This weekend we spent a couple days with Regis, Marie, Anne and Marc in lovely Fournets Luisans. Most likely, this will be the last time we visit their house before they leave for Berlin (sadness). We are planning on visiting them there, hopefully in February and we hope to see them when they come back to visit family in Besancon. And, of course, one day they will come to Philadelphia!
We were supposed to arrive between 10 and 11 on Saturday morning but first had to stop to get some good Comte’ at a local fruiterie. Unfortunately, this stop took about 1/2 an hour (they take their time picking out their cheese, those French)– and then, following Google Maps directions, we got lost and had to backtrack – so it was almost noon before we got there. We had some lunch together. They made a delicious salad in pita pockets – it was made of radishes, red onion, cucumber and cilantro with some kind of dressing – none of the 5 kids would eat it – although both Callie and Anne gave it a try, at least. I was relieved to see it is not just US children that resist veggies! We cleaned up and then headed over to the Saut de Doubs. This is a large waterfall in the neighborhood where Marie grew up – only about 20 minutes away from where they now live. It is interesting how her entire family lives within 1/2 an hour of her house (except one sister). They seem to hang out together quite often. How strange it must be to uproot for Berlin!
One could drive to the Saut de Doubs or take a boat there. We decided to walk there and take the boat back. Here are the kids waiting by the dock while the parents got tickets for return. We told Marie and Regis… “Two hour hike – NO problem for our kids!” The first section was on a pretty road along a river – we saw several blue herons and even got to watch one fly overhead for a few minutes. Griffin and I were a bit behind and got a chance to take a picture of one. I finally scooped him up on my shoulders so we could catch up to the rest of the crew. Zander said, at one point: “They call this hiking? Where are the woods?” I pointed out the beautiful fields and river, but he was unimpressed. We soldiered onward, discovering a few new wildflowers. I learned some stuff from the locals too! First off, they call Poppy, Cocorico – that is the sound a rooster makes – this is because the flower of the poppy is so ephemeral – only surviving one day – and wilts as soon as it is picked. I also learned that Brown Rayed Knapweed (identified in an earlier blog) is more likely Thistle (easier to remember!) The first shot on the left is a flower called Bladder Campion. It is not a particularly common plant – I’d only seen it in this area – Regis told us kids around like to pick it to ‘pop’ the bladders. The first on the right is a white Columbine (Ancolie) much rarer than the purple ones. To the left is a flower that reminds me a bit of red clover – but it is much taller – I thought it might be a type of scabious but I really don’t know. The last one on the right is aromatic – Regis and Marie picked it for me and crushed the leaves – they told me the name too – but I forget and I can’t find it online – probably they will post a helpful comment for me? (hint, hint)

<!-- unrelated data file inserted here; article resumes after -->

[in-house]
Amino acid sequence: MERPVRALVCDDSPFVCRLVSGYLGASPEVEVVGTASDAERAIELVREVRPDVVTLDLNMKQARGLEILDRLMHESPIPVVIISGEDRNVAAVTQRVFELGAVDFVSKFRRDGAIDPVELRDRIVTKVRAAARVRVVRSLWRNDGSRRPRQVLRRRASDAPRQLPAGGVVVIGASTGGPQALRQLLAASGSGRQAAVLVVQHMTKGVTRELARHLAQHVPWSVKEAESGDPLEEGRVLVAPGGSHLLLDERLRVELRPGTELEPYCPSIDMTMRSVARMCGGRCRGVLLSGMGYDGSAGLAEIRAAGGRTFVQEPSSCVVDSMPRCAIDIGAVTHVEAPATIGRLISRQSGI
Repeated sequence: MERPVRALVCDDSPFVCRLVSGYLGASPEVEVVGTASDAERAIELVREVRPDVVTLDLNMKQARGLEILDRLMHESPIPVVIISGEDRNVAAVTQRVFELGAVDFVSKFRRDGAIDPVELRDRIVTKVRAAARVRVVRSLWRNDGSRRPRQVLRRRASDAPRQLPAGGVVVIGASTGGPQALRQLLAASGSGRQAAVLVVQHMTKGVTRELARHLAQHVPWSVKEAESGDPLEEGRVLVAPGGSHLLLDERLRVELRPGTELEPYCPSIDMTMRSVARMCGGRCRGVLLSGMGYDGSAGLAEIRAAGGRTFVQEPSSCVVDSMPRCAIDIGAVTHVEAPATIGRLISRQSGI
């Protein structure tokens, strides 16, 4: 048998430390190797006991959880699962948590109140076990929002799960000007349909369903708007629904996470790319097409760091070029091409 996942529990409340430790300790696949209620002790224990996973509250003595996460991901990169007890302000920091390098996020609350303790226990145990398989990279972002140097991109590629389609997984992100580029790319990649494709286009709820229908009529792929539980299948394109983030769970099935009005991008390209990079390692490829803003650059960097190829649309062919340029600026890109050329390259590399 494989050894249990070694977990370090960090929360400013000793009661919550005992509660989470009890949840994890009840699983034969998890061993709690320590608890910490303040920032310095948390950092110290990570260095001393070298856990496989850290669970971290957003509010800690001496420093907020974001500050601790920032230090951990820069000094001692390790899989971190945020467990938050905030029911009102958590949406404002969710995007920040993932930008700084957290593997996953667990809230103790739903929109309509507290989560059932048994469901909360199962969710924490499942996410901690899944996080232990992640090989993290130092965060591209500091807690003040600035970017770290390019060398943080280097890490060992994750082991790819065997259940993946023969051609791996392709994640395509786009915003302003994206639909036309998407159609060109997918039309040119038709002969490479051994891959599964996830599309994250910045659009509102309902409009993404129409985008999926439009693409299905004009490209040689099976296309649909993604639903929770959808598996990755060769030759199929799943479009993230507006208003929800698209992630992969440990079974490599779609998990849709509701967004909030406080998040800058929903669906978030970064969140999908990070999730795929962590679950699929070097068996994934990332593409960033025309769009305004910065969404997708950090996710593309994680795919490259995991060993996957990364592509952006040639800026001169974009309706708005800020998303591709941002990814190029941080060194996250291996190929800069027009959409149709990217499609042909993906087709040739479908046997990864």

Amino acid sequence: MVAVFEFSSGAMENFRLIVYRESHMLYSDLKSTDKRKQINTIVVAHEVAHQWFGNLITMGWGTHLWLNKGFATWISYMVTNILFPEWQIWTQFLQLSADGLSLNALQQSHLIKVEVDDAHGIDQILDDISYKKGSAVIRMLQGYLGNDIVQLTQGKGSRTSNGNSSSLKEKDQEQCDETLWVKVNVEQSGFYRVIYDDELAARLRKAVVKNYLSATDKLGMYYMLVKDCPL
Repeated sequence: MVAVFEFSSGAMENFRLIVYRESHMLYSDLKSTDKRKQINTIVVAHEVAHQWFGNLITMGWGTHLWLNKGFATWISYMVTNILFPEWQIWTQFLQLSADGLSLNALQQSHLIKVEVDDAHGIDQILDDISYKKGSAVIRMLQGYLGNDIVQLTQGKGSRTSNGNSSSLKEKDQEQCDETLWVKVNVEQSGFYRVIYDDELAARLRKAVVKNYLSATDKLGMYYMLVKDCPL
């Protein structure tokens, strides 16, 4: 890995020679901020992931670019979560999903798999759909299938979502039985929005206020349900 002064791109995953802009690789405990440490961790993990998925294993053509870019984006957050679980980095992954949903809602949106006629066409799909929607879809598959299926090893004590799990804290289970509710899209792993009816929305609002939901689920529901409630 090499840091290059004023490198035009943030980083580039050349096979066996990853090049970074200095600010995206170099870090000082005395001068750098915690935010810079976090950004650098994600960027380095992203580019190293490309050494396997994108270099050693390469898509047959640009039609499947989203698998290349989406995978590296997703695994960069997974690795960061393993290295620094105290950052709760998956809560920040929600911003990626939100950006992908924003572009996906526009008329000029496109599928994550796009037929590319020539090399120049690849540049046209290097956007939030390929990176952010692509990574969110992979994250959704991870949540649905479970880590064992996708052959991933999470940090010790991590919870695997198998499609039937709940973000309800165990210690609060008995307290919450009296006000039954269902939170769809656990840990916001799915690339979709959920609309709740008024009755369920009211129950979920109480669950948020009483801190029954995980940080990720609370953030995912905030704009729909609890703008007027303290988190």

But – by far the most interesting flower factoid for the weekend was the French version of the Daisy game. I’m sure you know it. Pluck a daisy and pull the petals out, chanting “He loves me, He loves me not, He loves me, He loves me not” When you pull the last petal – you know where the heart of your true love lies! Well, in France things are not so simple. In Callie’s class they say: “Je t’aime, pas seulement, pas du tout”. This means: I love you, not only you, not at all. BUT Regis and Marie say the saying is actually supposed to be: “Je t'aime, un peu, beaucoup, passionnément, à la folie, pas du tout”. This means: I love you, a little, a lot, passionately, insanely, not at all”. Here is Griffin clutching a few daisies with the Doubs far below as we head up the hill.
We passed so many beautiful things as we walked along. There were many cabins perched on the side of the mountain overlooking the river. I particularly liked this one – the box on the top is a Tuye’ (a little smokehouse where they make their own sausage). But the best sights were of our family spending time with another family. It was fun to see Andre’ interacting with Regis and to see the kids playing together – we spent time with families, hiking etc… all the time in Philly and it was great to see it here as well. They spent about half of the hike avidly hunting for little blue sticks that, for some unfathomable reason, were scattered along the sides of the trail for over a mile. They gathered them up together, working as a team, and ended up with about 200. (Were they from sparklers or a french woodland Sasquatch with blue spikes sprouting from its hide???) The kids really did awesome, we think we covered about 3 to 4 miles. Most hiking trails around here have time estimates (i.e. Saut de Doubs 2 hrs) and we usually add about 50% to their estimates to account for short legs but this time (even accounting for blue stick collection and stones in shoes) we matched the sign estimates – YAY us!!!